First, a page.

‘McCance & Widdowson’s The Composition of Foods’ contains nutritional information on almost 1200 items, providing the most recent data on the foods currently eaten in the UK diet.
“This is a major update and release of one of the most used and cited reference works, which dates back to the 1st edition published in 1940. The book is used widely by researchers, dietitians and students in both the UK and internationally,” said Paul Finglas, Head of the Food Databanks National Capability (FDNC) that coordinated the data compilation.
With funding from Public Health England, the 7th edition has been produced by FDNC in collaboration with British Nutrition Foundation, the Royal Society of Chemistry and two analytical laboratories (Eurofins and LGC).
Compilation and validation of current food composition data is a key output of the Food Databanks National Capability at the Institute of Food Research, which is strategically supported by the Biotechnology and Biological Sciences Research Council.
Professor Judith Buttriss, Director General of the British Nutrition Foundation said: “McCance and Widdowson’s The Composition of Foods has been a key resource in nutrition science for many decades and these data on the composition of the food we eat are vital to determine our nutrient intakes as a nation, for research into the links between diet and health, for dietitians to assess and manage their patients and for the food industry in product development and food labelling. It’s so important that food composition data is accurate and up to date and this new edition and the updated online dataset is a great step forward.”
The data underpins research that informs dietary policy, such as the National Diet and Nutrition Survey, which monitors UK intake of calories, salt, saturated fat and other nutrients. Dieticians rely on it for meal planning and assessing patients’ nutrient intakes, and it is also widely used by the food industry in developing or reformulating products, especially in response to regulatory changes or voluntary efforts designed to make foods healthier.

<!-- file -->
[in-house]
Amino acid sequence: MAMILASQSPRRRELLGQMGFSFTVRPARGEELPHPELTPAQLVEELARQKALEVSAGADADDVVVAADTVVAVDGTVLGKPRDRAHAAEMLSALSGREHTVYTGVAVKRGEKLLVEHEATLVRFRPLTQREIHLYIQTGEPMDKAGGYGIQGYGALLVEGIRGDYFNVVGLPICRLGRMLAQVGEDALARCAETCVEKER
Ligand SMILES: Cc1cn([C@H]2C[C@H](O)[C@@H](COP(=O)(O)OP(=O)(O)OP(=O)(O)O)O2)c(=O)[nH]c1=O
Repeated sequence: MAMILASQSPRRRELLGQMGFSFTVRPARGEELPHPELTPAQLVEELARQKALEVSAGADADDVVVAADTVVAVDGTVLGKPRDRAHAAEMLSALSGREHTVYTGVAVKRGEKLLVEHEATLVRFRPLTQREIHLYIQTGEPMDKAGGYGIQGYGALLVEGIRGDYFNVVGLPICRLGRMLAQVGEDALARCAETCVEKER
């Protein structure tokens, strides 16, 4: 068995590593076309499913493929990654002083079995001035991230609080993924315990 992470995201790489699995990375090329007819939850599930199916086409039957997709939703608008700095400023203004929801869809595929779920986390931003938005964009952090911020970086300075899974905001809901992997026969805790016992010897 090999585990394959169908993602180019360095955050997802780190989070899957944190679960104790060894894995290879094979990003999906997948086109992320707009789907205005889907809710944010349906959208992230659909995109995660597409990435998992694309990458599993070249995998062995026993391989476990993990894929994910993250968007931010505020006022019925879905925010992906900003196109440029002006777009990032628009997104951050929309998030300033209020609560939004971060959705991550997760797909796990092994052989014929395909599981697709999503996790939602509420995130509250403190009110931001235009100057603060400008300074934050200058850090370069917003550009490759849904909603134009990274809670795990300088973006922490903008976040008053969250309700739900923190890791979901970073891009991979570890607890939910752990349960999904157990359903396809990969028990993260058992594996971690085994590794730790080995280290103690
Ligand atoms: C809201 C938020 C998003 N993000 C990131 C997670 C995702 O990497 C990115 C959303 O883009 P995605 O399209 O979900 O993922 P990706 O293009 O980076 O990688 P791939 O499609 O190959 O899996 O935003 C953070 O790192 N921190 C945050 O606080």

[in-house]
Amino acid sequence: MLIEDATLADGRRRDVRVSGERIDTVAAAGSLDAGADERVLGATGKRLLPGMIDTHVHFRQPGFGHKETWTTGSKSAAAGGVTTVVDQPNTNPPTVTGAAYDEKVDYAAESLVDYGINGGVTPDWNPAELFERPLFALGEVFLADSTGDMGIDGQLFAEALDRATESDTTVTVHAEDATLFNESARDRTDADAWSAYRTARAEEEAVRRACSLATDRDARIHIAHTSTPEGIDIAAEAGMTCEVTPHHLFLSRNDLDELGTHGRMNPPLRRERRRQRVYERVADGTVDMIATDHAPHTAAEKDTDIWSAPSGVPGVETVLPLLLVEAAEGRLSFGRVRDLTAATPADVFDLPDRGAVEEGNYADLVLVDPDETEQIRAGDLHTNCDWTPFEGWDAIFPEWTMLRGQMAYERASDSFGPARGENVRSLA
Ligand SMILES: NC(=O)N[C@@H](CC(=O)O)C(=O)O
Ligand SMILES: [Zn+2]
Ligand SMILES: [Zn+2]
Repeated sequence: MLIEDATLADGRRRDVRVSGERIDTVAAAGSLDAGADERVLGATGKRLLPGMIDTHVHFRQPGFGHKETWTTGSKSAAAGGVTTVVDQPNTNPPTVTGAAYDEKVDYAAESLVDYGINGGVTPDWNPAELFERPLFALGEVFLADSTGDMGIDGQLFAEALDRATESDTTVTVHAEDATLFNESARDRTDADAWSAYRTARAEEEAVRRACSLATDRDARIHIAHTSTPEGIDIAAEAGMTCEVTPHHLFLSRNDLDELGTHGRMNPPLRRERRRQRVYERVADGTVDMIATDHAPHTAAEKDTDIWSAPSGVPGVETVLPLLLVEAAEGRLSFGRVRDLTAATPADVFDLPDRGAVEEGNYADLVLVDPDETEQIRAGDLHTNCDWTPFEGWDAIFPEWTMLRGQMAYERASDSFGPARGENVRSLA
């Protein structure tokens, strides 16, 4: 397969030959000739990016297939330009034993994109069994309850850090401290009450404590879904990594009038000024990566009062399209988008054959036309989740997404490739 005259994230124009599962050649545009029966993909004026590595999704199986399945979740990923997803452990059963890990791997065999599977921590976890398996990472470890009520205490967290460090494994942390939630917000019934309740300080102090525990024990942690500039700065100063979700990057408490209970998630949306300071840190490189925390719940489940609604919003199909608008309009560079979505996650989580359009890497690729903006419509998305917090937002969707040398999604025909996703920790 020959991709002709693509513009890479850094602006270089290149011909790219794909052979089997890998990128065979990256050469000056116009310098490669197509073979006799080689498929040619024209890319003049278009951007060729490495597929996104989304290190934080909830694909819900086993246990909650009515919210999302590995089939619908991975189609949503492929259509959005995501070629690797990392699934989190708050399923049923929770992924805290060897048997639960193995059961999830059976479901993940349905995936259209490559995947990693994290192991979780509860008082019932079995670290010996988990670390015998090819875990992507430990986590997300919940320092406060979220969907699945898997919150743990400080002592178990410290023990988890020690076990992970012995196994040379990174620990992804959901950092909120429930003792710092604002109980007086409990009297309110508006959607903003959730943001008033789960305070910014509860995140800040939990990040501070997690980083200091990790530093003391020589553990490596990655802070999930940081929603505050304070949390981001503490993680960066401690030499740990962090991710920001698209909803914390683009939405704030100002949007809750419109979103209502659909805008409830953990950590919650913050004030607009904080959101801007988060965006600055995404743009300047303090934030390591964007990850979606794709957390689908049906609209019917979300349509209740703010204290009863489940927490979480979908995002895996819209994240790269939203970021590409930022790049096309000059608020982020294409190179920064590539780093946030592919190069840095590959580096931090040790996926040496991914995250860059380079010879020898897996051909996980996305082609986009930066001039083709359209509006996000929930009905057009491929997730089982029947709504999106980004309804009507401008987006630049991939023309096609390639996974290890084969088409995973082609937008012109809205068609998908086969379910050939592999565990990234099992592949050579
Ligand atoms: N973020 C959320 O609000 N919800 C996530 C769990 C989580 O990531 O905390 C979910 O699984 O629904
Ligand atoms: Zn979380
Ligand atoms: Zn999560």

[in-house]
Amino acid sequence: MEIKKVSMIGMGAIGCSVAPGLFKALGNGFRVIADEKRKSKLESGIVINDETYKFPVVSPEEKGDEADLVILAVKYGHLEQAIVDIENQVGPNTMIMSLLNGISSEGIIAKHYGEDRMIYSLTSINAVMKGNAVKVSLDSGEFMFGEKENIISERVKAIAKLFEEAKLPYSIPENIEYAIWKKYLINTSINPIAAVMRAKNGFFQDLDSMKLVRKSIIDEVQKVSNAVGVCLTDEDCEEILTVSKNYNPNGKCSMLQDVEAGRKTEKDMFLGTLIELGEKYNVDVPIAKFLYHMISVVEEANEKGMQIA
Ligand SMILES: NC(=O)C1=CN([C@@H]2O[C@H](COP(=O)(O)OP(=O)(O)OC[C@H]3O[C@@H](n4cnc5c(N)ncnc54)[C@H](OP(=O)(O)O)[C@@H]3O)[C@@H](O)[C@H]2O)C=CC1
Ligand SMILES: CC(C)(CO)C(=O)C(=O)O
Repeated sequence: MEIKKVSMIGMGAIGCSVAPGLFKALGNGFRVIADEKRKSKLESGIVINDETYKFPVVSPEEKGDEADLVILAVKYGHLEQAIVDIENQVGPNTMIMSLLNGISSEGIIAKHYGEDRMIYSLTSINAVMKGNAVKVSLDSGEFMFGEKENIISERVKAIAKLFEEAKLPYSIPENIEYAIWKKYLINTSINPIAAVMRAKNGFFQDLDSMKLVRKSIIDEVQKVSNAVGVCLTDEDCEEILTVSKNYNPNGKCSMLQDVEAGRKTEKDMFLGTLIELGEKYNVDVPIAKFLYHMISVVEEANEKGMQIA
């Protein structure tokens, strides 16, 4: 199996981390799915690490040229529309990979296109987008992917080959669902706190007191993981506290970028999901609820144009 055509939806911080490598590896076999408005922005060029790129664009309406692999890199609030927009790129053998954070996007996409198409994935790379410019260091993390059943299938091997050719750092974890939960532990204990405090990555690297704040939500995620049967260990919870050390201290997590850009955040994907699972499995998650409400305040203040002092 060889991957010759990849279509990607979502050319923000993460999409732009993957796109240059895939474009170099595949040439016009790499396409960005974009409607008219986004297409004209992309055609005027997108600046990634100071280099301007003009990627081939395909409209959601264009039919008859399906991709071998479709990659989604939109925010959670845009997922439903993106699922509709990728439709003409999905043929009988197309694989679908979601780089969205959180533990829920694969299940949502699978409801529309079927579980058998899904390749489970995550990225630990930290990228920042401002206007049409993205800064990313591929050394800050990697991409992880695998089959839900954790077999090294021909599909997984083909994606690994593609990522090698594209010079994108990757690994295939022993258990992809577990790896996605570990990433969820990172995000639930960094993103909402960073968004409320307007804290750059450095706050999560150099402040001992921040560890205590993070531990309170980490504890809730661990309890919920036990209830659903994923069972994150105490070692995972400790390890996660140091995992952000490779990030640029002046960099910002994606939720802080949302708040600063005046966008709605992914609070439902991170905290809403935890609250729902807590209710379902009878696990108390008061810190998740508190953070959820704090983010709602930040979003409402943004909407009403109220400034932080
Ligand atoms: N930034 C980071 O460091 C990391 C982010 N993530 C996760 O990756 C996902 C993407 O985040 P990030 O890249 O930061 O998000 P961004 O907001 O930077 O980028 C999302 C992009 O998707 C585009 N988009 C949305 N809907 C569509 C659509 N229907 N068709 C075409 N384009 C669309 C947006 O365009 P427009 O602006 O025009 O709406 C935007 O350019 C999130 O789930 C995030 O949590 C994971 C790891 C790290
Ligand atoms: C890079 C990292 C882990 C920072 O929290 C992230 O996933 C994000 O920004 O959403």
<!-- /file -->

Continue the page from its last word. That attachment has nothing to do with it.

Changes in food production, as well as changes in our diet, mean that the data needs to be refreshed regularly, as seen in the new edition. For example, eggs were reassessed and found to contain more vitamin D and selenium, but less saturated fat than 25 years ago, probably due to changes in chicken feed and production techniques. Bread also contains about a third less salt, and the levels of trans fats in processed foods have also reduced to a very low level.
McCance and Widdowson’s The Composition of Foods 7th Edition was launched at an event at the Royal Society of Chemistry on Tuesday 16th September and is available to buy from the RSC and other booksellers.
Please contact Booksales@rsc.org or telephone 01223 432496 regarding purchase of the book or see http://www.rsc.org/shop/books/2014/9781849736367.asp for details.
Reference: McCance and Widdowson’s The Composition of Foods, Seventh Summary Edition, ISBN: 978-1-84973-636-7
Finglas P.M., Roe M.A., Pinchen H.M., Berry R., Church S.M., Dodhia S.K., Farron-Wilson M. & Swan G. (2014) Cambridge: Royal Society of Chemistry.
The 7th Summary edition was produced by a consortium of the Institute of Food Research (IFR), the British Nutrition Foundation (BNF), the Royal Society of Chemistry (RSC), LGC and Eurofins, with support from Public Health England